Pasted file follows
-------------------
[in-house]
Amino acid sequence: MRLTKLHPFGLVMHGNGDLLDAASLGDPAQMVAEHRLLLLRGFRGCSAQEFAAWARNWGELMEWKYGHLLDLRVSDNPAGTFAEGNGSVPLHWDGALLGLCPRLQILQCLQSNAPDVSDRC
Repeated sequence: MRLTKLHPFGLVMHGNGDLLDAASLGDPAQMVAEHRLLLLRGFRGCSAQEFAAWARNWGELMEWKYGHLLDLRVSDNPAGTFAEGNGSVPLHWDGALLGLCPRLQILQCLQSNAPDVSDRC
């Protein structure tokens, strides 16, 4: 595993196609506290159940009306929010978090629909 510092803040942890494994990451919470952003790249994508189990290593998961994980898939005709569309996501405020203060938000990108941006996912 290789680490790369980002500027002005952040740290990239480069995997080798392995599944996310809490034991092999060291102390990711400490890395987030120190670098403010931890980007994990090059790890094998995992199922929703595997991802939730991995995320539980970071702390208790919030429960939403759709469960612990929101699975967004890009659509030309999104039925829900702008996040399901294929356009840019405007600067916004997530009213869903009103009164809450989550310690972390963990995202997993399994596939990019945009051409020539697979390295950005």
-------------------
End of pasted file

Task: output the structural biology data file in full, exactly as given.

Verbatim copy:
[in-house]
Amino acid sequence: MRLTKLHPFGLVMHGNGDLLDAASLGDPAQMVAEHRLLLLRGFRGCSAQEFAAWARNWGELMEWKYGHLLDLRVSDNPAGTFAEGNGSVPLHWDGALLGLCPRLQILQCLQSNAPDVSDRC
Repeated sequence: MRLTKLHPFGLVMHGNGDLLDAASLGDPAQMVAEHRLLLLRGFRGCSAQEFAAWARNWGELMEWKYGHLLDLRVSDNPAGTFAEGNGSVPLHWDGALLGLCPRLQILQCLQSNAPDVSDRC
């Protein structure tokens, strides 16, 4: 595993196609506290159940009306929010978090629909 510092803040942890494994990451919470952003790249994508189990290593998961994980898939005709569309996501405020203060938000990108941006996912 290789680490790369980002500027002005952040740290990239480069995997080798392995599944996310809490034991092999060291102390990711400490890395987030120190670098403010931890980007994990090059790890094998995992199922929703595997991802939730991995995320539980970071702390208790919030429960939403759709469960612990929101699975967004890009659509030309999104039925829900702008996040399901294929356009840019405007600067916004997530009213869903009103009164809450989550310690972390963990995202997993399994596939990019945009051409020539697979390295950005």